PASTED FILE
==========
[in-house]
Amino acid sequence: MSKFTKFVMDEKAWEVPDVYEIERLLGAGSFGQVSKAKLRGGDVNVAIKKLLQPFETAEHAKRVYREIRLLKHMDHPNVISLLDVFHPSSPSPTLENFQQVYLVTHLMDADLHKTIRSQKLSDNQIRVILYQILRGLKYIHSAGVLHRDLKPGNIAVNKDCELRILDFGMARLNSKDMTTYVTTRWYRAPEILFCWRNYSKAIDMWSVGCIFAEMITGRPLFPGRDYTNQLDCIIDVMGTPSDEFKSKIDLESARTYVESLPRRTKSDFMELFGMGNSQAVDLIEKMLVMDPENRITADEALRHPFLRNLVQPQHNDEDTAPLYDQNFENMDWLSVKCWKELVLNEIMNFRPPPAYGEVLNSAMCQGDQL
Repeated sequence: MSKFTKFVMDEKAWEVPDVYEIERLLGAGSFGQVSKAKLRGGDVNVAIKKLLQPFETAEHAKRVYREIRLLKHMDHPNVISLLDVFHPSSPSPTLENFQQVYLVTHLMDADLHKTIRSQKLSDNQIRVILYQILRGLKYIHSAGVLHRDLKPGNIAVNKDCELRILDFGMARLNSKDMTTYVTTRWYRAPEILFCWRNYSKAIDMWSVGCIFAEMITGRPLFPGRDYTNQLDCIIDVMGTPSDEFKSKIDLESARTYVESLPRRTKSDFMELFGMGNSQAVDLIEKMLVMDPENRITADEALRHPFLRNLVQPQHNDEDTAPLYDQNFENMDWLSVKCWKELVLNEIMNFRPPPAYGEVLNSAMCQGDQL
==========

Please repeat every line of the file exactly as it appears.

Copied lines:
[in-house]
Amino acid sequence: MSKFTKFVMDEKAWEVPDVYEIERLLGAGSFGQVSKAKLRGGDVNVAIKKLLQPFETAEHAKRVYREIRLLKHMDHPNVISLLDVFHPSSPSPTLENFQQVYLVTHLMDADLHKTIRSQKLSDNQIRVILYQILRGLKYIHSAGVLHRDLKPGNIAVNKDCELRILDFGMARLNSKDMTTYVTTRWYRAPEILFCWRNYSKAIDMWSVGCIFAEMITGRPLFPGRDYTNQLDCIIDVMGTPSDEFKSKIDLESARTYVESLPRRTKSDFMELFGMGNSQAVDLIEKMLVMDPENRITADEALRHPFLRNLVQPQHNDEDTAPLYDQNFENMDWLSVKCWKELVLNEIMNFRPPPAYGEVLNSAMCQGDQL
Repeated sequence: MSKFTKFVMDEKAWEVPDVYEIERLLGAGSFGQVSKAKLRGGDVNVAIKKLLQPFETAEHAKRVYREIRLLKHMDHPNVISLLDVFHPSSPSPTLENFQQVYLVTHLMDADLHKTIRSQKLSDNQIRVILYQILRGLKYIHSAGVLHRDLKPGNIAVNKDCELRILDFGMARLNSKDMTTYVTTRWYRAPEILFCWRNYSKAIDMWSVGCIFAEMITGRPLFPGRDYTNQLDCIIDVMGTPSDEFKSKIDLESARTYVESLPRRTKSDFMELFGMGNSQAVDLIEKMLVMDPENRITADEALRHPFLRNLVQPQHNDEDTAPLYDQNFENMDWLSVKCWKELVLNEIMNFRPPPAYGEVLNSAMCQGDQL